Numbers in China, as has been noted elsewhere in this blog, are squishy, too put it mildly. With the Health Ministry numbers I referred to below, I cite them as they indicate a trend rather than thinking they represent an exact statistical number. Allegories for the reader’s edification like Biblical stories, and for both, having faith helps a lot. Other numbers are also supposed to represent a trend, but whereas the Health numbers indicate things getting worse, (meaning really a problem that will be be solved soon), these purport to show things getting better, a problem already well on the way to being solved. An excellent entry in the China Law and Politics Blog analyses reports by Beijing that the numbers of petitioners has declined significantly. The blog post by Carl Minzner, an International Affairs Fellow at the New York-based Council on Foreign relations, is skeptical that the numbers represent a true sea change in the number of Chinese resorting to petitioning. They appear to be running in this direction as evidence that a change to the laws on petitioning is having a beneficial effect by reducing the numbers of citizens seeking to resolve their grievances through the petitioning system.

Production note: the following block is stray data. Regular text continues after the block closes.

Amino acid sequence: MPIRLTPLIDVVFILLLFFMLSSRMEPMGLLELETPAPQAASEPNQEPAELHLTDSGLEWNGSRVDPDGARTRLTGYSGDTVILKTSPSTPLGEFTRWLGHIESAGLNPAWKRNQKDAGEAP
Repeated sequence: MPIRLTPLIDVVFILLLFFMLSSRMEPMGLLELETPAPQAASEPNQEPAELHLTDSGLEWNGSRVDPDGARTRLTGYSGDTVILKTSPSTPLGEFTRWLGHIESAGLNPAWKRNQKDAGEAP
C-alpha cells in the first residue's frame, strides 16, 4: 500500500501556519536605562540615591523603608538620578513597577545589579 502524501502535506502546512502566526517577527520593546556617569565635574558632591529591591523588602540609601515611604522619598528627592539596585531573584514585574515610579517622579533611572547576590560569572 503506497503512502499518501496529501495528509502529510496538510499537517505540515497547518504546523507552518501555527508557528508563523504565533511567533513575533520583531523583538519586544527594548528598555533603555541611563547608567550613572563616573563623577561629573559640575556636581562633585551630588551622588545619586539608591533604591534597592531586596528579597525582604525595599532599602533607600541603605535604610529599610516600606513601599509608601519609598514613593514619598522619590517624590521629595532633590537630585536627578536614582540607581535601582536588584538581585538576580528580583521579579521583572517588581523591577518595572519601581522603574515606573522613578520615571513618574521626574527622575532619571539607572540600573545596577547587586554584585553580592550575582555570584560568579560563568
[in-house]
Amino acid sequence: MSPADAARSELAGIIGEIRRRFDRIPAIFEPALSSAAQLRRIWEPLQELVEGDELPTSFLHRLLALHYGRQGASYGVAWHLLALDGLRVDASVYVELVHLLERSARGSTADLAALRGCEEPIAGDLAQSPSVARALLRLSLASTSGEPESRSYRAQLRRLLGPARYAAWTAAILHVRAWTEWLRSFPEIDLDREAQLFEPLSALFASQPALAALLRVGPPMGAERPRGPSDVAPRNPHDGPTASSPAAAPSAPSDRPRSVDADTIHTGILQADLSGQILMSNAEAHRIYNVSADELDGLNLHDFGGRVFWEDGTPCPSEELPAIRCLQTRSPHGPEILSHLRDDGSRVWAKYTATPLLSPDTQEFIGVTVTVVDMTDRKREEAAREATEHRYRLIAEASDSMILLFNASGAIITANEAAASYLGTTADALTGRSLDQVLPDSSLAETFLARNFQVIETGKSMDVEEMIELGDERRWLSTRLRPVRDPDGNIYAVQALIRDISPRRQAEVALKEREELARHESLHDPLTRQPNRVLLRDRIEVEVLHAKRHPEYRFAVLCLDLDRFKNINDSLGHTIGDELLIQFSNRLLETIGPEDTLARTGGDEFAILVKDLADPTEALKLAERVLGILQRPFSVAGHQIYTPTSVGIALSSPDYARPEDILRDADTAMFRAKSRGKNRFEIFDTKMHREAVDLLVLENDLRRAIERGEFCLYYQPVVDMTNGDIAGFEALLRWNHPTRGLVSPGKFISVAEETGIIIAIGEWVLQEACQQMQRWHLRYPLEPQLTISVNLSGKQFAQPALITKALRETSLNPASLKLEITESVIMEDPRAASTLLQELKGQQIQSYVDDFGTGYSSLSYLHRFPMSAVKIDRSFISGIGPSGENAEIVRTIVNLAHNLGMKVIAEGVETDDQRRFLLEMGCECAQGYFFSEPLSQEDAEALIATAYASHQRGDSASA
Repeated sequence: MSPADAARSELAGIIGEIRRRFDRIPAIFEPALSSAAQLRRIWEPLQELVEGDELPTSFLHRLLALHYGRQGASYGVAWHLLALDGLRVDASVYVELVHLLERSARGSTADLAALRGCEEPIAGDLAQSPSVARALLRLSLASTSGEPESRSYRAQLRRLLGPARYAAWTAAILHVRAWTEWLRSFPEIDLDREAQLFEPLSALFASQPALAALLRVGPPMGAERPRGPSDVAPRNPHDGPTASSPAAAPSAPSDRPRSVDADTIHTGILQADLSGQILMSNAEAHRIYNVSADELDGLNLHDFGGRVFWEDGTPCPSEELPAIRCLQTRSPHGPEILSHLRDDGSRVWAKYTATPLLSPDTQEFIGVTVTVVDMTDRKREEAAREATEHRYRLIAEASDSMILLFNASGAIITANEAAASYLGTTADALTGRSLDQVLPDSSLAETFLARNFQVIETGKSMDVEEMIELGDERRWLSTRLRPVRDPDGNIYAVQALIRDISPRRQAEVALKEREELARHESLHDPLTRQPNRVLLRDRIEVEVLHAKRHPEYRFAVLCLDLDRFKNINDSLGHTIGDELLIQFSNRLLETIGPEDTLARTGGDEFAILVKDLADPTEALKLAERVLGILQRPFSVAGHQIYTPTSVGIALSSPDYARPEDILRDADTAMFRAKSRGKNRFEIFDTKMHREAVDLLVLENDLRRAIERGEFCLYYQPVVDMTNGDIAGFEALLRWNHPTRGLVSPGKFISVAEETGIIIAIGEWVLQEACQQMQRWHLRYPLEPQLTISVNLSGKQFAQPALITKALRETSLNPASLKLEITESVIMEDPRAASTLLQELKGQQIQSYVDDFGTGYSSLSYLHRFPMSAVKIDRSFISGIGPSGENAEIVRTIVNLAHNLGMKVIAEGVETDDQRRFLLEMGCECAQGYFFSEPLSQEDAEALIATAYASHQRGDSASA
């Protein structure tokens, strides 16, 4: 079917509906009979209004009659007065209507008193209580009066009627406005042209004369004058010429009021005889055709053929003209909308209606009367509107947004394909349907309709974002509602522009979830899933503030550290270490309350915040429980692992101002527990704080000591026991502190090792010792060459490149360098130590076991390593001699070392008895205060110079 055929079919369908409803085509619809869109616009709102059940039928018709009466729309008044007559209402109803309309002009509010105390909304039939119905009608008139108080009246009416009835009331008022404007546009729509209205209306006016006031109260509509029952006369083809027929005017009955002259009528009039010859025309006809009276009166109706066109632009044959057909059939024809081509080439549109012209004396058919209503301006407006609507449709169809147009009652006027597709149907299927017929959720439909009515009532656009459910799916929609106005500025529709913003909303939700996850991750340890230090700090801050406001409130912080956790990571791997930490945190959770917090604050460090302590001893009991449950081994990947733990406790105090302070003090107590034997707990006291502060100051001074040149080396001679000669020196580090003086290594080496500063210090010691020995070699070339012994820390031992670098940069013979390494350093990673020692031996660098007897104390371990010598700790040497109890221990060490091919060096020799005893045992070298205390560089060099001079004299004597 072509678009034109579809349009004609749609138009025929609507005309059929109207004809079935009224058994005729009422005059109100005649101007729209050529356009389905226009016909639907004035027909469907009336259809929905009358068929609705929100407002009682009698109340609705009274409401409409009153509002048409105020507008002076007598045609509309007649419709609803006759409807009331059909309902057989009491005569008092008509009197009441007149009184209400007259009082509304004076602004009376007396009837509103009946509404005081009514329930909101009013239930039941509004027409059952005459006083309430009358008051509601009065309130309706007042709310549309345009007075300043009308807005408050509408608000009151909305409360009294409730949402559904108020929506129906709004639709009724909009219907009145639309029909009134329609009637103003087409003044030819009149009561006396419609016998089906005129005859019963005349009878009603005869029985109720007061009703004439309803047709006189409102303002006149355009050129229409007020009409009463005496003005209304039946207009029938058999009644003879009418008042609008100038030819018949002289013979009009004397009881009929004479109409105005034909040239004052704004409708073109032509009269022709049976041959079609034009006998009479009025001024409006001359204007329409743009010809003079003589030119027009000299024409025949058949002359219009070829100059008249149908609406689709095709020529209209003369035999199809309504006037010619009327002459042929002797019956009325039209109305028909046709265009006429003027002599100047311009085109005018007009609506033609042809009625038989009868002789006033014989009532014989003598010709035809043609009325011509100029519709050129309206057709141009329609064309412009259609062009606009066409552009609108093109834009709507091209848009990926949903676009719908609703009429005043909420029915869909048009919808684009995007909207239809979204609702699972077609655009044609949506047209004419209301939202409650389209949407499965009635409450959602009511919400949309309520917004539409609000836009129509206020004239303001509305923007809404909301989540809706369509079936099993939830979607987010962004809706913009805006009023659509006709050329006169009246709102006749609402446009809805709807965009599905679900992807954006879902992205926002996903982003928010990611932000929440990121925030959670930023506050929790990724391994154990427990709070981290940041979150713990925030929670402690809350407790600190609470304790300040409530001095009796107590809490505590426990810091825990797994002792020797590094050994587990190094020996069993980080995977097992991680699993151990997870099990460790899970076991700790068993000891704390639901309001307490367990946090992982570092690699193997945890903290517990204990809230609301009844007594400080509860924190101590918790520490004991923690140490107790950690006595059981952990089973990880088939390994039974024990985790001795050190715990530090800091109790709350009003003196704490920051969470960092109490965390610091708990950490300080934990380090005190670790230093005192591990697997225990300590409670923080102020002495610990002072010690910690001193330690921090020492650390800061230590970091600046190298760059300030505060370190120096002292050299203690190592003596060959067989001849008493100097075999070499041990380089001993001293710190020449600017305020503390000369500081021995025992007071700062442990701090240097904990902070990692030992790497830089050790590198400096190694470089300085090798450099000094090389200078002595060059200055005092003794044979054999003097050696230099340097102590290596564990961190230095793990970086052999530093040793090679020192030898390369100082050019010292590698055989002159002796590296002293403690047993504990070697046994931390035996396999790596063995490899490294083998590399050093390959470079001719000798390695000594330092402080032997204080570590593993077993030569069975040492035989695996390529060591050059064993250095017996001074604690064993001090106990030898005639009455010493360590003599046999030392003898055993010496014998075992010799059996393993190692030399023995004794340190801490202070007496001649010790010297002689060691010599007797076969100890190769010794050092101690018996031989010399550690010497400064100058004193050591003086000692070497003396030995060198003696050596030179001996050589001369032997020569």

From 2005 to 2006, there was an additional 15.5% decline in the total number of petitions, according to a March 28 Xinhua article posted on the China Court website. The same article also reported that the number of mass incidents, collective petitions, and “abnormal” in-person petitions also declined, without providing precise figures for any of these categories.
The number of “mass incidents” he refers to is probably one of the most abused (by journalists seeking to prove a point as well as government officials trying to do the same thing), squishiest numbers in China, a subject on which Roland Soong of eastsouthwestnorth blog wrote the definitive analysis.
Bottom line: 12 million or so petitions a year and well over 50,000 mass incidents are big numbers, where ever they are headed.